Bankston III, Carl, & Caldas, Stephen J.
Majority African American Schools and Social Injustice: The Influence of De Facto Segregation on Academic Achievement
Examines whether the racial composition of schools has an influence on individual achievement, controlling for the race of individuals and other key variables.
Journal Name or Institutional Affiliation:
Vol. 75, No. 2, pp. 535-555
- Degree of minority concentration has a powerful negative influence on achievement test results and that this influence does not appear to be explained by family SES or individual traits.
- Minority concentration has negative impact over and above individual students' own race.
- Segregation also negatively influences achievement over and above the school SES and prevailing behaviors and habits in schools.
- Both Whites and Blacks are negatively affected by the degree of minority concentration, with Blacks most seriously affected.
- Time spent on homework, interestingly, appears to have no impact on how well students do on this major achievement test.
- Time spent reading has a significant, but weak, positive influence on scores, and time spent watching television has a significant, but weak negative influence.
- Time spent on organized activities has a moderate positive influence, and time spent working has a slightly stronger influence, which is negative.
- Having a low income, as indicated by free lunch status, does have a fairly strong negative effect on GEE scores (-.120), and including this variable does cause the coefficient of minority status to decrease from -.377 to -.313, but minority race continues to be the most powerful predictor of individual outcomes on the achievement test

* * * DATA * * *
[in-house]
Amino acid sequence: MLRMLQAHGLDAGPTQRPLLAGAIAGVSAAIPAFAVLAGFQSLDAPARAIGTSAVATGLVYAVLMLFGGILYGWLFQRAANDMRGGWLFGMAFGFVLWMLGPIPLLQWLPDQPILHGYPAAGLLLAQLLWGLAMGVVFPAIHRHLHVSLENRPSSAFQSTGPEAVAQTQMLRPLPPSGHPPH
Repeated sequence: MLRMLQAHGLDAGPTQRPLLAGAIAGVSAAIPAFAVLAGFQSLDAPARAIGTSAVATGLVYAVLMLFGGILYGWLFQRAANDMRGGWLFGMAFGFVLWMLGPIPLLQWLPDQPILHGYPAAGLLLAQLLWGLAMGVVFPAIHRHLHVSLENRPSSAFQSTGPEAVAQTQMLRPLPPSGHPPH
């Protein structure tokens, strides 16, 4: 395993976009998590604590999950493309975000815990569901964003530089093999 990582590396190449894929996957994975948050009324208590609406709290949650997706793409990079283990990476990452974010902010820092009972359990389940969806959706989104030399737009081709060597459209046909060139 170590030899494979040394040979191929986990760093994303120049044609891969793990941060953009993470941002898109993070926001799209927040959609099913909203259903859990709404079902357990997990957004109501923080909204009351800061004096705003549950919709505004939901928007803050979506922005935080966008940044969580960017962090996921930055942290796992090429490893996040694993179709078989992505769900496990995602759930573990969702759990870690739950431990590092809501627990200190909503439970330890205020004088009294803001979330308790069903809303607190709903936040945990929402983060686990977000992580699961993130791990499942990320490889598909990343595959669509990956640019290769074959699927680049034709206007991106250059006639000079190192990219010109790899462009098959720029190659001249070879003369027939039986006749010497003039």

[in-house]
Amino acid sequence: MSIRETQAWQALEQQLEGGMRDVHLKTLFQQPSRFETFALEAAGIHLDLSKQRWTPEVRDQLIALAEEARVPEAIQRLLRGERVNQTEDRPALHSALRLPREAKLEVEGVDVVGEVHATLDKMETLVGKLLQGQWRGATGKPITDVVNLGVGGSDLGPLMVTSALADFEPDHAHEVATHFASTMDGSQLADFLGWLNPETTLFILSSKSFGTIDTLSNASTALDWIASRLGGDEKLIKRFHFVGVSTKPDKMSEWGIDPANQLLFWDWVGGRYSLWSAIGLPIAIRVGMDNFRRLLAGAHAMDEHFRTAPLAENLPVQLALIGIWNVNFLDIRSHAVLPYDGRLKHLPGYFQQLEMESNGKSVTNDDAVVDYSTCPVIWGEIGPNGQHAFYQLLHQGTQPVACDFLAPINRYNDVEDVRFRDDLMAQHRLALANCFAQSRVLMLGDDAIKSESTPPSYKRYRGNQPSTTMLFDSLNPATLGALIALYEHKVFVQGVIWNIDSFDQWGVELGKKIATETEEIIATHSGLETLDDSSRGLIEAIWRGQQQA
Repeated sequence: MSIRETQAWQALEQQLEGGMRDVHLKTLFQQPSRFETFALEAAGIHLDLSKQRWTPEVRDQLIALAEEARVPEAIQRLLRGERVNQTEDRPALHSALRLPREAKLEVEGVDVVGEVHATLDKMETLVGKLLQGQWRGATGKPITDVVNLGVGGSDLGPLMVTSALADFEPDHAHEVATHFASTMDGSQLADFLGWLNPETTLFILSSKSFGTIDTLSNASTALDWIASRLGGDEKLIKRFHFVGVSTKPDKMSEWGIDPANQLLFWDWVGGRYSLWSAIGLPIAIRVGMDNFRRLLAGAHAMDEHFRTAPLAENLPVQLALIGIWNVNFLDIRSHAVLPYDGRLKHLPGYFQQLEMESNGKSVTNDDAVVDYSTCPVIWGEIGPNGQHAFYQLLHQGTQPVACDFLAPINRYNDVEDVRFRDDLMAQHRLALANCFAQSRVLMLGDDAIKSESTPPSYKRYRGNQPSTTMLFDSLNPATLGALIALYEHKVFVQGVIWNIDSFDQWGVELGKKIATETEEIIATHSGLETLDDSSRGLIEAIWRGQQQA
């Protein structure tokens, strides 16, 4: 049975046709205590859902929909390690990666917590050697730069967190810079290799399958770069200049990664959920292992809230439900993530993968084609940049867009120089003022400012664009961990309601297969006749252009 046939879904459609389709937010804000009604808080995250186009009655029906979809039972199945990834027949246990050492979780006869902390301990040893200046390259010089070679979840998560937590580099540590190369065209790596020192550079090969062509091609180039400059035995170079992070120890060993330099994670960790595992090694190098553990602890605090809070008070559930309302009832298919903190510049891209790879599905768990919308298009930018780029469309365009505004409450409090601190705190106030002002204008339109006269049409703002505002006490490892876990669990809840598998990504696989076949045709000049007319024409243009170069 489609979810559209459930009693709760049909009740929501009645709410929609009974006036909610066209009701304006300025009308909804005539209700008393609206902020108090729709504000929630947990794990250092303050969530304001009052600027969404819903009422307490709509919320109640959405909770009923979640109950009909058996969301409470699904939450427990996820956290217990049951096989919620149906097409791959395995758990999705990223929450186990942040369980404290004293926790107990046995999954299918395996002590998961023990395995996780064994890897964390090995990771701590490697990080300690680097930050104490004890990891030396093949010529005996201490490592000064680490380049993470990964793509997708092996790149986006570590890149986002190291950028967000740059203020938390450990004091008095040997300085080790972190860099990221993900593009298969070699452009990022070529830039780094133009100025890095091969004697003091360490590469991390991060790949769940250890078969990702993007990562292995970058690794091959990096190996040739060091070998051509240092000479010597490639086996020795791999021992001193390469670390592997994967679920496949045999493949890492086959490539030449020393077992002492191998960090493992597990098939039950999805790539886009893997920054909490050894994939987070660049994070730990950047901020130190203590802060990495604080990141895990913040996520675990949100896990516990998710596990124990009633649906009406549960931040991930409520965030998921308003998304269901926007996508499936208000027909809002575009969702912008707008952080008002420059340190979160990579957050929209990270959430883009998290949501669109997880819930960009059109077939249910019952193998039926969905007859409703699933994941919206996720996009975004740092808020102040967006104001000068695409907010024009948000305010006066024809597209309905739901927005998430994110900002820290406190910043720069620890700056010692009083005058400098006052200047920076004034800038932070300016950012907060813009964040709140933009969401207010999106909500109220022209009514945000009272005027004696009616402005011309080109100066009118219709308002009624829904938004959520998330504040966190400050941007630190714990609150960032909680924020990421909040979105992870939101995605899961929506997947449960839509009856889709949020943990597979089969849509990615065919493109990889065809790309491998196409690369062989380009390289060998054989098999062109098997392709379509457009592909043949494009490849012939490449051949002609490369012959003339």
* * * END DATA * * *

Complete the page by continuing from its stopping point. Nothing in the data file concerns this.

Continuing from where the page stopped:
- Parental SES is the next strongest predictor of test scores, after race.
- Part of the influence of minority race on test scores does seem to be a result of the fact that minority students attend schools with high minority populations: the coefficient of individual race declines from -.313 to -.255. Still, individual minority race continues to exercise a significant, strong influence on achievement test performance, even when we control for racial composition of schools.
- While the time that individual students spend on homework has a relatively small effect, and a negative one, the average amount of time spent on homework by all students has a fairly strong positive influence.
- Evidence suggests that evidence that the negative influence of minority concentration should not be attributed to the lower parental socioeconomic level of schools.
- Of all the factors considered, percentage of African American students in schools is by far the strongest' influence on test scores of African American students, and it is a negative influence.
Journal Article Empirical Research
Academic Achievement, English, Language, Math, Racial Composition, Segregation, White Flight
Method of Analysis:
Black and White tenth graders in Louisiana
Unit of Analysis:
- Students that were in special education programs were not included.
- The data set was provided by the Louisiana Department of Education. The 1990 test scores on the Louisiana GEE (Graduation Exit Examination), a mandated test for all tenth and eleventh grade public high school students in Louisiana, is used as a measure of achievement, the dependent variable.
- Three components of the GEE are taken by tenth graders: math, English language arts, and written composition. The final sample includes 42,041 Black and White tenth graders for whom usable test score data was available.
- IV: School-level data (percent Black; school means of individual level variables) and individual-level data (demographic information and measures of behavioral patterns and habits)
- DV: measure of student achievement on the GEE.